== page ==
Sometimes I think patients expect doctors to know everything. That's impossible. When I first started seeing Dr. Aazami, he didn't know a whole lot about my disease (Lupus & the myriad of problems that can come with it), but by my second visit he was an expert on the subject; ordering the appropriate blood test and responding to my need for certain vitamins or medications. I always walk into his office with a list that he takes and reads and responds to each item. He says he wishes more patients were as organized and as knowledgeable about their own medical issues as I try to be. It's also difficult to get the perfect blend of office staff that are compassionate and sensitive to the needs of patients. He's had trouble in this area and replaced his old staff accordingly. His wife as Office Manager was a really smart move: she is, by far, the most responsive and kind person I've ever met in a medical office. On a particular visit to his office, I had pneumonia and was having trouble breathing. Dr. Aazami saw me from his office window, struggling to breath as I got out of the car. He came running out of the office and helped me into a examination room and immediately started me on a breathing treatment. If I need paperwork filled out, I make a copy and fill it out and hand it to him with the blank form, as a guide. He fills it out to his own specifications though. Not mine.Doctors don't have a lot of time to spend with their patients; it's a business, not a social visit. So I come prepared with pen and paper and make my questions and concerns concise and to the point. The staff, I kindly correct their attitudes and let them know that they have a job because of us, the patients. The doctor before Dr. Aazami called me a hypochondriac. Took him a year of visits to finally diagnose me with what I told him I had: Lupus. A YEAR! I almost died under his watch. He later lost his license to practice medicine.I love Dr. and Mrs. Aazami.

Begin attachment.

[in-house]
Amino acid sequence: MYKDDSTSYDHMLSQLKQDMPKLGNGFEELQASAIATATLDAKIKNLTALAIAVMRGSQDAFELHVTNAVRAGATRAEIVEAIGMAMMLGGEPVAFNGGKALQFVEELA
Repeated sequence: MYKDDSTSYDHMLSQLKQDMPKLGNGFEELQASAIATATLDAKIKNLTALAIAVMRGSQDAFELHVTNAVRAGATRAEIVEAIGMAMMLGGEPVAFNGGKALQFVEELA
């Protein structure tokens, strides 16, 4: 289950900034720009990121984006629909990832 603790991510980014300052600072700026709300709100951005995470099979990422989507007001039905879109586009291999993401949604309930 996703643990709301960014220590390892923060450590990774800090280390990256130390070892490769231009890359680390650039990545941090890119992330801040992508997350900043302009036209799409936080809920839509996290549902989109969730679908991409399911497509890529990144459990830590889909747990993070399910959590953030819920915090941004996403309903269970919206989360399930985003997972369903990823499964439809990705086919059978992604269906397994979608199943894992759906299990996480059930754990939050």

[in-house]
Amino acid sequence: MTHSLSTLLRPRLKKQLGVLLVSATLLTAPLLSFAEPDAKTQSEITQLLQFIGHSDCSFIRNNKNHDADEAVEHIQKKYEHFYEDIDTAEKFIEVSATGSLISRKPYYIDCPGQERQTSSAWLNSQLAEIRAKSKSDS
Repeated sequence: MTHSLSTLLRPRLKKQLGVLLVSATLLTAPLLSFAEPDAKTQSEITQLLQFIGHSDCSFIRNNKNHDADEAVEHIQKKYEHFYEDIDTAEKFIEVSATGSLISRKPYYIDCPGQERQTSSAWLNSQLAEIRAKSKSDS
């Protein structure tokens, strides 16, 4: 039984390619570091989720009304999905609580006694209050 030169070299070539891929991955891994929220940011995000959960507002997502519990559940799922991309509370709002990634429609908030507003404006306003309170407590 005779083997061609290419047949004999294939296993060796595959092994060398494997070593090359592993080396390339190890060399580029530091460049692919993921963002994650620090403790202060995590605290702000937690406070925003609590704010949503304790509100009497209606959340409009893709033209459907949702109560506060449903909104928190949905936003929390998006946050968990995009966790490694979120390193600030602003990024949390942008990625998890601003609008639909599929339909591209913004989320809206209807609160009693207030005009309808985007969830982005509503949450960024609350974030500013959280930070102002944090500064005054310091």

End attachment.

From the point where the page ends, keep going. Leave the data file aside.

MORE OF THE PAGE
I've been to 8 different doctors over the last 5 years and could not find one that was comprehensive, personable and good. Luckily, I found Dr. Aazami. He is incredibly knowlegable and kind. I've always had wonderful experiences with his staff. They are always responsive and when I do leave a message they call back quickly, the only thing is sometimes you have to wait a little longer, but Its worthed because of the doctor.